Perspectives Online

A Peach of a Solution. Fruitful Extension partnership results in new pesticide sprayer technology. By Suzanne Stanard.

Between rows of peaches near Candor, a tractor (above) pulls the pesticide sprayer, which has been calibrated more accurately and in half the time it previously required, thanks to a new method developed through the collaborative efforts of Dr. Gary Roberson, biological and agricultural engineering Extension specialist, and Roger Galloway, Montgomery County Extension agent, (below, back and foreground), as well as Dr. Wayne Buhler, Extension horticulture specialist.
Photos by Becky Kirkland

Montgomery County Extension agent Roger Galloway prides himself on staying abreast of the latest technology. He recognizes its value in his work and the vast potential it has to help farmers in his community. Galloway is inventive, resourceful and eager to try new things that will benefit farmers. That's why his latest innovation - a high-tech method to improve calibration of air blast pesticide sprayers - could be a boon to growers in Montgomery County and, if he gets his wish, across the state.

Air blast sprayers are used primarily for tree crops like peaches, plums and apples, but they're also used to protect grapes, blueberries and some vegetable crops from harmful pests and diseases. Pulled behind a tractor, the sprayer is a large cylindrical tank with a fan on the end that has 16 to 24 nozzles. A pump is used to supply spray solution to the nozzles at high pressure. Then, the fan uses high-velocity air to push the spray from the nozzles into the trees, coating them from top to bottom.

Calibrating the sprayers at least twice a year is critical, Galloway says, because it alerts farmers to faulty equipment that may be causing over- or under-use of pesticides. The typical method for calibrating an air blast sprayer can consume several hours for each sprayer, costing farmers valuable time and labor. To calibrate the sprayers, farmers collect liquid from each nozzle and measure it in buckets, a precision task that is difficult to pull off without getting soaked. Growers must then enter the measurements for each nozzle's output into mathematical formulas and hand-calculate the results.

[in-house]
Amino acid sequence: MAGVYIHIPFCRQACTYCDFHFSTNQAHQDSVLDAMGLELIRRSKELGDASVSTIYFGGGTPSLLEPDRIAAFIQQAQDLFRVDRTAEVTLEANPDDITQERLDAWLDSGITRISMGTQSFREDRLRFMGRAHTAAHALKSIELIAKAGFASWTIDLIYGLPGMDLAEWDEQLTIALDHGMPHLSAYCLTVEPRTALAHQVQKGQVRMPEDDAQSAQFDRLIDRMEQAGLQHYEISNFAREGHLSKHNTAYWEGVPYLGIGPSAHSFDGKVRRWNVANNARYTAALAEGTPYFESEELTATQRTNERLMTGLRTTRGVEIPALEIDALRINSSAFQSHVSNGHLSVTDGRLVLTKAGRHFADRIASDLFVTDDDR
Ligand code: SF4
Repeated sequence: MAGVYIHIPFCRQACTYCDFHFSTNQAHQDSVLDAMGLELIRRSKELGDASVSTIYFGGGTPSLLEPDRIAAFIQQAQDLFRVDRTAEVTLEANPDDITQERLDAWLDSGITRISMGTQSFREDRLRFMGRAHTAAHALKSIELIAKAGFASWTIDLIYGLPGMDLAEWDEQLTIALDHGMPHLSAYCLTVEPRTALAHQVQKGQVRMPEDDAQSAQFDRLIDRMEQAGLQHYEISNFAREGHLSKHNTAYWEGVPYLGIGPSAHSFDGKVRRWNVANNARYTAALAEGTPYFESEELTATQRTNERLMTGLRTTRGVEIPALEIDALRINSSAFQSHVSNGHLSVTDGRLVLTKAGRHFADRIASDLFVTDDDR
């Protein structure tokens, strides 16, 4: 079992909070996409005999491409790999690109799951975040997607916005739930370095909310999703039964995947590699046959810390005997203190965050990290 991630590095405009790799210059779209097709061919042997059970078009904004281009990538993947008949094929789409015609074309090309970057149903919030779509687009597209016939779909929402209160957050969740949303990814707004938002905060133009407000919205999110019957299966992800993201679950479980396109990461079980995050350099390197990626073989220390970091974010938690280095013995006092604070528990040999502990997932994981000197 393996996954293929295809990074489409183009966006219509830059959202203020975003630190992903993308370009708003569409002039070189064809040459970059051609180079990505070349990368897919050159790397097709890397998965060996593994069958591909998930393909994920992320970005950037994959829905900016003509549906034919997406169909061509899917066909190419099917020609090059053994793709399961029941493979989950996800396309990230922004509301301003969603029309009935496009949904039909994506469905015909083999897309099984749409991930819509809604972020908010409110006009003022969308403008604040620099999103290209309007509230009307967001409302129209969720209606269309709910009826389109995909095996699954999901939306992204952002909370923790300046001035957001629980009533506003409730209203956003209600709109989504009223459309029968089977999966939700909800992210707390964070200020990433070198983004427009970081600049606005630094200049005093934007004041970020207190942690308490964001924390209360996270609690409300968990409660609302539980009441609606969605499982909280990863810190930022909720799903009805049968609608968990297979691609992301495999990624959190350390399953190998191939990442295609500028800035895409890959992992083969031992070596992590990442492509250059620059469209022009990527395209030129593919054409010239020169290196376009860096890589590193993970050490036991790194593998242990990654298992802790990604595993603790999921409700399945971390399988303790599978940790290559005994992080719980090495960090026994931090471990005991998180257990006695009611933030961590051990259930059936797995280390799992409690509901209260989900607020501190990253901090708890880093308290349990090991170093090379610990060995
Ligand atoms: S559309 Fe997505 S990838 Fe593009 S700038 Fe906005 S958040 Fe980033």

To make it easier for farmers to calibrate their sprayers, Galloway has developed an innovative new method that cuts the time in half. And it incorporates computer technology that does the math for them.

Galloway teamed with Dr. Wayne Buhler (See related story) , horticultural science Extension specialist, and Dr. Gary Roberson, Extension specialist and associate professor of biological and agricultural engineering, to make his idea a reality. Together, they developed a system for calibration that employs a digital scale, hand-held computer and wireless printer - portable technology that produces results more accurately and much more quickly than the manual method.

"The beauty of this system is that is speeds up something farmers don't want to have to spend a lot of time on . even a half-day is a big loss," Galloway said. "We want to make this process as easy as possible for farmers. And, I think it's kind of nifty to stand here with the iPAQ (handheld computer) and print a document 30 feet away, without any wires connecting the two."

Buhler, who provides extensive expertise in pesticide use, as well as critical funding for the project, points out the financial - and environmental - benefits of the new system.